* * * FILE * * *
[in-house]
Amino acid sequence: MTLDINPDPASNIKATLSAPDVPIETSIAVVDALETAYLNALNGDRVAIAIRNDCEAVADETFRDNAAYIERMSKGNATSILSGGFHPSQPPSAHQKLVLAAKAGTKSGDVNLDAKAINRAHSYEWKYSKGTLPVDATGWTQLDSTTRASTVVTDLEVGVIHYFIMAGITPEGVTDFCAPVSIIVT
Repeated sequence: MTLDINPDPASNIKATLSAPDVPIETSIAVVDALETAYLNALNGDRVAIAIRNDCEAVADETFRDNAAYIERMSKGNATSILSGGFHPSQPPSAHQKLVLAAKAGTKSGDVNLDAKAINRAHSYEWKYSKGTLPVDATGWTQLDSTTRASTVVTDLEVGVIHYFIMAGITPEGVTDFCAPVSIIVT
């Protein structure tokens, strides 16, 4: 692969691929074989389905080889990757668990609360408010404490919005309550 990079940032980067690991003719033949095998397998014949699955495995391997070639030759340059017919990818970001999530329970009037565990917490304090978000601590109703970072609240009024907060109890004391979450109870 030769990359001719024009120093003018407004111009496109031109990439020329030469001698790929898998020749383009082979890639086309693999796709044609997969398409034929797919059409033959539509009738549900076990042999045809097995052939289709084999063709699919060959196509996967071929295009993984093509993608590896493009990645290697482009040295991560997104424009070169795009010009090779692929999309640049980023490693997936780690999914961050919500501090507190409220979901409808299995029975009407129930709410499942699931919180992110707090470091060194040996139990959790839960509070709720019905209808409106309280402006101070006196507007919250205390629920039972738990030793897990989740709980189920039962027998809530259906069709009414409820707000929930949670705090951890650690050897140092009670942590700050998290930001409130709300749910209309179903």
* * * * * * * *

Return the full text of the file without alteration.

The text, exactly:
[in-house]
Amino acid sequence: MTLDINPDPASNIKATLSAPDVPIETSIAVVDALETAYLNALNGDRVAIAIRNDCEAVADETFRDNAAYIERMSKGNATSILSGGFHPSQPPSAHQKLVLAAKAGTKSGDVNLDAKAINRAHSYEWKYSKGTLPVDATGWTQLDSTTRASTVVTDLEVGVIHYFIMAGITPEGVTDFCAPVSIIVT
Repeated sequence: MTLDINPDPASNIKATLSAPDVPIETSIAVVDALETAYLNALNGDRVAIAIRNDCEAVADETFRDNAAYIERMSKGNATSILSGGFHPSQPPSAHQKLVLAAKAGTKSGDVNLDAKAINRAHSYEWKYSKGTLPVDATGWTQLDSTTRASTVVTDLEVGVIHYFIMAGITPEGVTDFCAPVSIIVT
């Protein structure tokens, strides 16, 4: 692969691929074989389905080889990757668990609360408010404490919005309550 990079940032980067690991003719033949095998397998014949699955495995391997070639030759340059017919990818970001999530329970009037565990917490304090978000601590109703970072609240009024907060109890004391979450109870 030769990359001719024009120093003018407004111009496109031109990439020329030469001698790929898998020749383009082979890639086309693999796709044609997969398409034929797919059409033959539509009738549900076990042999045809097995052939289709084999063709699919060959196509996967071929295009993984093509993608590896493009990645290697482009040295991560997104424009070169795009010009090779692929999309640049980023490693997936780690999914961050919500501090507190409220979901409808299995029975009407129930709410499942699931919180992110707090470091060194040996139990959790839960509070709720019905209808409106309280402006101070006196507007919250205390629920039972738990030793897990989740709980189920039962027998809530259906069709009414409820707000929930949670705090951890650690050897140092009670942590700050998290930001409130709300749910209309179903």